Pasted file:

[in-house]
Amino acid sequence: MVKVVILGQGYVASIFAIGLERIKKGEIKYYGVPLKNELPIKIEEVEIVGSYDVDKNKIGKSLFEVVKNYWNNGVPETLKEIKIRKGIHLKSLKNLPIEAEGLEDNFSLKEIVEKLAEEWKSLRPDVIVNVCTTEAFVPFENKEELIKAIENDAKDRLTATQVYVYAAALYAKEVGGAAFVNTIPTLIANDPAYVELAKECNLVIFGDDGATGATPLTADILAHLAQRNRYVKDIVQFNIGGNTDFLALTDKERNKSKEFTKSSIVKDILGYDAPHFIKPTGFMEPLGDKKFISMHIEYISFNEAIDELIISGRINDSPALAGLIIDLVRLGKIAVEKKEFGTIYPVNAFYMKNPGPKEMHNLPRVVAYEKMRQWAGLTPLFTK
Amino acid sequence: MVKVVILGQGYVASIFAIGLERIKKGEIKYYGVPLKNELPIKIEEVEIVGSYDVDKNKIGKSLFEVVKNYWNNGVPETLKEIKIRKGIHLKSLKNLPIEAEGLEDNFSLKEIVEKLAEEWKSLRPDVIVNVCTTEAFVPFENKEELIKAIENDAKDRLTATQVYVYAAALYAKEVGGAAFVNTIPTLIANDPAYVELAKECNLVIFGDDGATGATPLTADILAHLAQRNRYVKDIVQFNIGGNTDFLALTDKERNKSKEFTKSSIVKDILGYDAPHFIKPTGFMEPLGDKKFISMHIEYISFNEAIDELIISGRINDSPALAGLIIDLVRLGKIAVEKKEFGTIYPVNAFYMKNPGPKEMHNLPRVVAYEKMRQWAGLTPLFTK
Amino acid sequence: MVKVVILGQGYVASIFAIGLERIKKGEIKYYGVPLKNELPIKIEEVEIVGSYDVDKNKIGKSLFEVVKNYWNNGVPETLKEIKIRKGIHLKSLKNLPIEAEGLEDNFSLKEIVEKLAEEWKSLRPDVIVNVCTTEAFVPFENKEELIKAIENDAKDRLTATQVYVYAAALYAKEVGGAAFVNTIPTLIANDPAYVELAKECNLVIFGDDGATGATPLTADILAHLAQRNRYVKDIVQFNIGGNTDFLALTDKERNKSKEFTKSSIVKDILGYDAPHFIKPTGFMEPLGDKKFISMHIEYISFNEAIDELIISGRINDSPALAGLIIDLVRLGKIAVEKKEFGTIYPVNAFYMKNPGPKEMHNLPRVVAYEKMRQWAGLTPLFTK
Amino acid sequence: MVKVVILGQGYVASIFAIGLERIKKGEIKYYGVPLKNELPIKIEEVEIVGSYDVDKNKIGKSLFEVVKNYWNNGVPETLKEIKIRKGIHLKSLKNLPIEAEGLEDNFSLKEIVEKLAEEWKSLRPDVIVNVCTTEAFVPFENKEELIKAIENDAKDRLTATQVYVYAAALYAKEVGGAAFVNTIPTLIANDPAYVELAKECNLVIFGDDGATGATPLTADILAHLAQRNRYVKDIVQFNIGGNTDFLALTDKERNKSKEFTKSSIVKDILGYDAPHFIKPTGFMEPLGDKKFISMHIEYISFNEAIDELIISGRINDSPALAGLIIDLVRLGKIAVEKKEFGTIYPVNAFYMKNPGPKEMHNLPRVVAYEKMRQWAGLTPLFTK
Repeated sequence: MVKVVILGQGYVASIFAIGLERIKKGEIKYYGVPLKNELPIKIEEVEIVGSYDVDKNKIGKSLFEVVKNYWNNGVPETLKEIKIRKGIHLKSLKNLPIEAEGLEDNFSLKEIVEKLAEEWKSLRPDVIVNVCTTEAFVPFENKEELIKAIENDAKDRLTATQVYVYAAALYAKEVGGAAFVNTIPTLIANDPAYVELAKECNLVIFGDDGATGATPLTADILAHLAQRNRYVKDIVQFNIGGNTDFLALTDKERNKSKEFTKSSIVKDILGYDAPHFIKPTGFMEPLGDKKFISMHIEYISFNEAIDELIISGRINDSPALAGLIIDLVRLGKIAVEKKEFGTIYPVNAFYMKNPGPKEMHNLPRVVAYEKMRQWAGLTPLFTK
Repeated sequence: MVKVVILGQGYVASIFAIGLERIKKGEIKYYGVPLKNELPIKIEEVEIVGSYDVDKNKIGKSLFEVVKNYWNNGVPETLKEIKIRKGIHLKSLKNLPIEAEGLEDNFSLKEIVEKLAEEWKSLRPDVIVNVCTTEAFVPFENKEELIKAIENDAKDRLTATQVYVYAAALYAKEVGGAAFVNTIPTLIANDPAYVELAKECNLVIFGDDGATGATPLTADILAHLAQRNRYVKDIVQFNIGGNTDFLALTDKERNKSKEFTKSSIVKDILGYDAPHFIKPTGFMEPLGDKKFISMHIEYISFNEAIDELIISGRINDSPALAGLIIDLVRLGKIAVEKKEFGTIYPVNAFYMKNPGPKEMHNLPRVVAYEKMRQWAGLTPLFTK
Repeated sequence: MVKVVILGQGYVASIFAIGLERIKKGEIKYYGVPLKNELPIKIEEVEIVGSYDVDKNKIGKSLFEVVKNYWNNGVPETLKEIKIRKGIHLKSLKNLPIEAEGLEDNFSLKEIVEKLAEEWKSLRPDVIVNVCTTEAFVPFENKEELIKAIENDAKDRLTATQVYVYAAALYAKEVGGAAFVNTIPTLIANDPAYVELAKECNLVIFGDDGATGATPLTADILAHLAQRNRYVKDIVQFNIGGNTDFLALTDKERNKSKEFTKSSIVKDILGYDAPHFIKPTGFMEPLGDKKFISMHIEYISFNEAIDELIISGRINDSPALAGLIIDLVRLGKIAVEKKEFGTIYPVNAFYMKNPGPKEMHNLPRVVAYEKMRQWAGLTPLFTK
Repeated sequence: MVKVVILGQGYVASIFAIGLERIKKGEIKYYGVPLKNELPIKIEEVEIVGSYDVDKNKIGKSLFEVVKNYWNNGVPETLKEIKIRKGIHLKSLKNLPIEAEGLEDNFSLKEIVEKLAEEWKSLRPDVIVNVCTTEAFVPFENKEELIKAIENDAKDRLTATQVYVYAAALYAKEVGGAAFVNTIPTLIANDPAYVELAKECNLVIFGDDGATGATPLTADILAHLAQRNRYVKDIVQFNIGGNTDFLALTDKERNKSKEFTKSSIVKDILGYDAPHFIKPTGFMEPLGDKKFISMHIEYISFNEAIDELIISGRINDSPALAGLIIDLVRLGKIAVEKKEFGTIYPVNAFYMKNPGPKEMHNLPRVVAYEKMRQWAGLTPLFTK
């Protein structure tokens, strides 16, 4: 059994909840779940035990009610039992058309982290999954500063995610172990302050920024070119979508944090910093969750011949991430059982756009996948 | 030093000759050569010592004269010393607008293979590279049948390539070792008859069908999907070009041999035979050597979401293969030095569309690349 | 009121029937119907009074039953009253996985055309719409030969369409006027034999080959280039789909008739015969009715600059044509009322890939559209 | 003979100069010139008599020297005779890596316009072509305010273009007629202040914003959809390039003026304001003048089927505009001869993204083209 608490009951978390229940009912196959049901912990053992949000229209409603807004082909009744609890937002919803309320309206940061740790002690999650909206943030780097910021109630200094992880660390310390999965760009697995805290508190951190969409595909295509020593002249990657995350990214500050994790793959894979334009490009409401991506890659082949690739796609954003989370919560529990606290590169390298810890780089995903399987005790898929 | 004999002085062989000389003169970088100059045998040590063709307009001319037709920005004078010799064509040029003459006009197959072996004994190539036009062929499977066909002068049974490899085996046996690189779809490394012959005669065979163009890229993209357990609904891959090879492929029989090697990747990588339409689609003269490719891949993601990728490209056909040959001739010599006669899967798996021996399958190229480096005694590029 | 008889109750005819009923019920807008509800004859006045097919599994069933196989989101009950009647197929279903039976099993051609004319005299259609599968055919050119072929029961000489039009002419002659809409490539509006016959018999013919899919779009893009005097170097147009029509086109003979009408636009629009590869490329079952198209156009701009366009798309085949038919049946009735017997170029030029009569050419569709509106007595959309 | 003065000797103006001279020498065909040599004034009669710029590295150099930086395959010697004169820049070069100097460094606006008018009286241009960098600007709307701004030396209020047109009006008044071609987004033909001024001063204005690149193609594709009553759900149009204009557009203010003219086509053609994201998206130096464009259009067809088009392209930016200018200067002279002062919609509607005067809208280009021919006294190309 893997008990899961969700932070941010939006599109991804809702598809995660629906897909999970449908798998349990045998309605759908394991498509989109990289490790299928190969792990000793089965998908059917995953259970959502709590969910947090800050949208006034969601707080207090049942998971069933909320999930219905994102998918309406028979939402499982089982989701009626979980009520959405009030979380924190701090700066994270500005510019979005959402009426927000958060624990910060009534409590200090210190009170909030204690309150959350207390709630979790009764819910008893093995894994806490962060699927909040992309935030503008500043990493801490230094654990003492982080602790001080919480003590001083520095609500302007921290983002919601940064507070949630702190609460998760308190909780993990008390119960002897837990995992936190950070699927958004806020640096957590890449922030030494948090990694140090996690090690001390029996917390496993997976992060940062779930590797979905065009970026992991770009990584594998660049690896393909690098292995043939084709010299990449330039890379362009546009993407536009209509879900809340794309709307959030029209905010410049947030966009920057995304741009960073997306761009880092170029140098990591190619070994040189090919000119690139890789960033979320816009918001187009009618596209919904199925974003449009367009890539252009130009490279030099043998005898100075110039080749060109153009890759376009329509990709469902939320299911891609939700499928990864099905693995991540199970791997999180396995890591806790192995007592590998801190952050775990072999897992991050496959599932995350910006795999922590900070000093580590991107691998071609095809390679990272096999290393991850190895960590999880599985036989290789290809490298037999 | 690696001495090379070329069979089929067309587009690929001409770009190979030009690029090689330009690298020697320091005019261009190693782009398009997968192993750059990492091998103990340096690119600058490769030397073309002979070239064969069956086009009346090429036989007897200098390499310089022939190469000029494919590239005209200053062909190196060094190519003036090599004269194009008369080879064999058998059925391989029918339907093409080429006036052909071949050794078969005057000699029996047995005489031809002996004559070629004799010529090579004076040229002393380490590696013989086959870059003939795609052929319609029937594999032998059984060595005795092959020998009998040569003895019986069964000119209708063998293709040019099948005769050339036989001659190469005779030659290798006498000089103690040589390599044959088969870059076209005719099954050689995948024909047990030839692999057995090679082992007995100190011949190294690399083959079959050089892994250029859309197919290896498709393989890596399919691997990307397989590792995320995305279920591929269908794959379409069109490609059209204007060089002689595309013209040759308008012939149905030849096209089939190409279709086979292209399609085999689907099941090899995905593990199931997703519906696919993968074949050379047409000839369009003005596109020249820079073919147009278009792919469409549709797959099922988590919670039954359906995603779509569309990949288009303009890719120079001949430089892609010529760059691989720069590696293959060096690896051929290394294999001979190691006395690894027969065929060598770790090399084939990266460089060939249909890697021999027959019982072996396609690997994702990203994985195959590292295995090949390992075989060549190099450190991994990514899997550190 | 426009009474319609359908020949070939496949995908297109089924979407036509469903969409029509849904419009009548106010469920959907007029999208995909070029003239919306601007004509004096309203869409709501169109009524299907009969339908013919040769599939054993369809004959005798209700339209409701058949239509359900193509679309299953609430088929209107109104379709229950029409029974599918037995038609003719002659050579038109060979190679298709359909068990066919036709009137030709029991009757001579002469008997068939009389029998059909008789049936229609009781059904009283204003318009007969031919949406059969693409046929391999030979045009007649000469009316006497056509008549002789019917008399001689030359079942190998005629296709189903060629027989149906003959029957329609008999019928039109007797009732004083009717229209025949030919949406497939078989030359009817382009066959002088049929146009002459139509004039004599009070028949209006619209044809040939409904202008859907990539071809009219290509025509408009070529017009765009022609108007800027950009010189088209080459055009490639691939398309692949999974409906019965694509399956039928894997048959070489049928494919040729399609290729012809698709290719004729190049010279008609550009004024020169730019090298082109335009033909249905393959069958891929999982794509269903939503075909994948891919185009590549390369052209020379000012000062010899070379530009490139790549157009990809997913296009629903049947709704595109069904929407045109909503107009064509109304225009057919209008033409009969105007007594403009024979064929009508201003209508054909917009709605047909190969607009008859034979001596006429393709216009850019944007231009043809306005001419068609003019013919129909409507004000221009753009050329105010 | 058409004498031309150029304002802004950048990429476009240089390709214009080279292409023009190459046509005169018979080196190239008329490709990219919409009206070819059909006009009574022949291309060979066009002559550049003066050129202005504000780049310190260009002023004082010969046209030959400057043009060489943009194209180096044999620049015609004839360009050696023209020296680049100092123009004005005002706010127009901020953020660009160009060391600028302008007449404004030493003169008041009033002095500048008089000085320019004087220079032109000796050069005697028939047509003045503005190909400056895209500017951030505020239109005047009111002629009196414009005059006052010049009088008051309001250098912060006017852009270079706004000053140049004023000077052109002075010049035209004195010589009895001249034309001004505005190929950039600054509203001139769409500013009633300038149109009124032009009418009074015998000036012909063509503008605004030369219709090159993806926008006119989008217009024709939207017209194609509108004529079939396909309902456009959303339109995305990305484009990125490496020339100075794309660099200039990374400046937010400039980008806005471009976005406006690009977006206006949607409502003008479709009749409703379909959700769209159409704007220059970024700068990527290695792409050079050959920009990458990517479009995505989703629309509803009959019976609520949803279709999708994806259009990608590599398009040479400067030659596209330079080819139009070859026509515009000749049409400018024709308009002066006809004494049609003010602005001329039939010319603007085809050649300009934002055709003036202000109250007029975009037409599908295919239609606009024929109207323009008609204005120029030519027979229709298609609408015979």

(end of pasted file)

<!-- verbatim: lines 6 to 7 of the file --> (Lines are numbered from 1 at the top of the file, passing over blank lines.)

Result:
Repeated sequence: MVKVVILGQGYVASIFAIGLERIKKGEIKYYGVPLKNELPIKIEEVEIVGSYDVDKNKIGKSLFEVVKNYWNNGVPETLKEIKIRKGIHLKSLKNLPIEAEGLEDNFSLKEIVEKLAEEWKSLRPDVIVNVCTTEAFVPFENKEELIKAIENDAKDRLTATQVYVYAAALYAKEVGGAAFVNTIPTLIANDPAYVELAKECNLVIFGDDGATGATPLTADILAHLAQRNRYVKDIVQFNIGGNTDFLALTDKERNKSKEFTKSSIVKDILGYDAPHFIKPTGFMEPLGDKKFISMHIEYISFNEAIDELIISGRINDSPALAGLIIDLVRLGKIAVEKKEFGTIYPVNAFYMKNPGPKEMHNLPRVVAYEKMRQWAGLTPLFTK
Repeated sequence: MVKVVILGQGYVASIFAIGLERIKKGEIKYYGVPLKNELPIKIEEVEIVGSYDVDKNKIGKSLFEVVKNYWNNGVPETLKEIKIRKGIHLKSLKNLPIEAEGLEDNFSLKEIVEKLAEEWKSLRPDVIVNVCTTEAFVPFENKEELIKAIENDAKDRLTATQVYVYAAALYAKEVGGAAFVNTIPTLIANDPAYVELAKECNLVIFGDDGATGATPLTADILAHLAQRNRYVKDIVQFNIGGNTDFLALTDKERNKSKEFTKSSIVKDILGYDAPHFIKPTGFMEPLGDKKFISMHIEYISFNEAIDELIISGRINDSPALAGLIIDLVRLGKIAVEKKEFGTIYPVNAFYMKNPGPKEMHNLPRVVAYEKMRQWAGLTPLFTK